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The Republic of Lithuania is a unitary semi-presidential republic, which covers 65.300 square kilometres. It is home to 2.831.670 citizens, of which 83% are Christians.
The currency is Euro, worth 7,46 Danish Krone. The GDP is US$43 billion.
The climate, which ranges between maritime and continental, is relatively mild.
Among the larger and interesting mammals are the European beaver (Castor fiber), Wild horse (Equus ferus), Wild Boar (Sus scrofa), Moose (Alces alces) and the Wisent (Bison bonasus).
The flora does not really hold anything that interesting to me, but the entire nature.

28/7 2018.  I arrival from Poland in the late afternoon. The first part is through a beautiful farmland, made up by a lot of small, steep hills. It then flattens out, but continues to be mainly farmland. The lone farms and villages are mainly made up by wooden houses. The road, on the other hand, is real nice, smooth and could be Danish.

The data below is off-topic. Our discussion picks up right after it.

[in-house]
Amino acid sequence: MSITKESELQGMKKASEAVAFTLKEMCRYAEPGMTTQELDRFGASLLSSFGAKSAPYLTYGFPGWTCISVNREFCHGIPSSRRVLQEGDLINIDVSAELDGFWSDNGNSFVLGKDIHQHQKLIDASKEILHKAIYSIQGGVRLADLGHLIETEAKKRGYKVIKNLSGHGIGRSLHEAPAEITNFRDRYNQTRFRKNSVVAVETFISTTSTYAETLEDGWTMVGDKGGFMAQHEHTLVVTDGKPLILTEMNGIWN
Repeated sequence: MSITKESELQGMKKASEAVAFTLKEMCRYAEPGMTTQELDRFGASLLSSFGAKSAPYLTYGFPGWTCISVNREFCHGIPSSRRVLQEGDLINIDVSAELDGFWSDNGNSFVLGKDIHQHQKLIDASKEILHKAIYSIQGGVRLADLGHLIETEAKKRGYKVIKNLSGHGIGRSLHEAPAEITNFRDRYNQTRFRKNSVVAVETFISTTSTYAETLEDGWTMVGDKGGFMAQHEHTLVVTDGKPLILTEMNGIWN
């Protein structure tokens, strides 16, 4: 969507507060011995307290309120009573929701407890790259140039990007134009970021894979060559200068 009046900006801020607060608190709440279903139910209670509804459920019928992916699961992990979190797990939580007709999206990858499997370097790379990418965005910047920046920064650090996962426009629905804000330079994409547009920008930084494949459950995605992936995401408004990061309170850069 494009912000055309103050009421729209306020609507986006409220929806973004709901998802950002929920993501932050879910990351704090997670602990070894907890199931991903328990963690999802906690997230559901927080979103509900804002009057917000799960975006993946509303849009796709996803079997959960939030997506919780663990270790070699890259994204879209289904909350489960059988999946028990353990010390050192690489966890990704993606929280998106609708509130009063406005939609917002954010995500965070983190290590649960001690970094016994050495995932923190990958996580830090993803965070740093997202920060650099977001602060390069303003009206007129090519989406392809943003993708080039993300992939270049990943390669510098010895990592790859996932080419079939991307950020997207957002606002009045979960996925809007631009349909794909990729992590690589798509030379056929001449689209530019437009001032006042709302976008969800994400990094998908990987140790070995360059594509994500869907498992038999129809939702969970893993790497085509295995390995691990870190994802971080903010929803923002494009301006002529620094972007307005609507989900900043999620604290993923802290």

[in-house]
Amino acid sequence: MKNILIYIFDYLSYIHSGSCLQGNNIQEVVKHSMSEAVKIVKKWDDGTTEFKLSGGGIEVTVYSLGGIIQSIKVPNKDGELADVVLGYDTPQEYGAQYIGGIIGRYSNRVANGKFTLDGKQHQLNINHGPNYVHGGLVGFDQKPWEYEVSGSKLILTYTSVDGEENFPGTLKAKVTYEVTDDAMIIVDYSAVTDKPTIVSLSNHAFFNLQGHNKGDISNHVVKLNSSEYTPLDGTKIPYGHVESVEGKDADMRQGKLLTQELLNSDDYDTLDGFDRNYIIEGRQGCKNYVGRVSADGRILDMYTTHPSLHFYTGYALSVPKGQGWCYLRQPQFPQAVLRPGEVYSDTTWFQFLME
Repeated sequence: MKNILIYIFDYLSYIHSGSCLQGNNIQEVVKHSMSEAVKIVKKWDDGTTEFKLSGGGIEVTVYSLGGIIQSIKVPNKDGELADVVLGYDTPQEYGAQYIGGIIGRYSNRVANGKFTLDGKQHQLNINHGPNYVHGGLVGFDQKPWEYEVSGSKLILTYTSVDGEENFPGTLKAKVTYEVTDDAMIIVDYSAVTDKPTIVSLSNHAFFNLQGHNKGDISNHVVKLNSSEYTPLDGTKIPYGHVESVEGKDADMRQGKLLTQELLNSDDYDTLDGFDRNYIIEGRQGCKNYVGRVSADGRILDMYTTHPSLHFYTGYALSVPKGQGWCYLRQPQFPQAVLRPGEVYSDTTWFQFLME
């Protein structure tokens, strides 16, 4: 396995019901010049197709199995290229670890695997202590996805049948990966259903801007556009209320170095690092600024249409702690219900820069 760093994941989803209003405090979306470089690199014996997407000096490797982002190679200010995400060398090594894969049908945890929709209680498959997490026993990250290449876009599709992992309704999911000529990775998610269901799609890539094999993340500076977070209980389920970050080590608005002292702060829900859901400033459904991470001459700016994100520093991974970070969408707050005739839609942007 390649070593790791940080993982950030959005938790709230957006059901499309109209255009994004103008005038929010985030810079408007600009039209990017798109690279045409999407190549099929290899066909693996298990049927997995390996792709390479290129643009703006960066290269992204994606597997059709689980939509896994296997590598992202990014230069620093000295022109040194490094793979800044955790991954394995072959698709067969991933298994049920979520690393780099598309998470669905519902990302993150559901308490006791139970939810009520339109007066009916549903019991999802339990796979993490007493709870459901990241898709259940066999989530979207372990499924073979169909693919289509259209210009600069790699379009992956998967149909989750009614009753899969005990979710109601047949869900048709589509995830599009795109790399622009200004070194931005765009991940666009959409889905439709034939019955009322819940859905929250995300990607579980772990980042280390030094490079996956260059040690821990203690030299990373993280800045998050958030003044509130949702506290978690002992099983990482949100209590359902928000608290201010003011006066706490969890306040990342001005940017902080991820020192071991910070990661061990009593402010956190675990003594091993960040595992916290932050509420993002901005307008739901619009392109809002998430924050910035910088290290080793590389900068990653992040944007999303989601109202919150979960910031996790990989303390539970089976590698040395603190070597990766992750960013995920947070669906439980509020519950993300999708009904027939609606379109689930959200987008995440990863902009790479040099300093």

It is mostly cloudy, and I get a few showers. I try to capture the wooden huts, houses and barns while driving pass them, but the lack of light make it difficult. Here are so many starlings and a lot of storks on the fields. The harvesters are busy, and here are still a lot on root. I see a single herd of sheep; the first in a long time.

I pass a small town, and the modern bridges and road layout look so strange among the old wooden houses. I meet another torrential rain, and start thinking of a hotel. It is fine to sleep in the car, when it is raining, but not if it is steaming hot at the same time.

Here are a lot of lakes, and all seem to be popular by summer guests. A lot of signs show off to what I believe is huts for rent. I reach my camp half pass six, and it have just been opened after some bikers from across Europe had it all for a week. It is next to the huge lake, and pretty nice.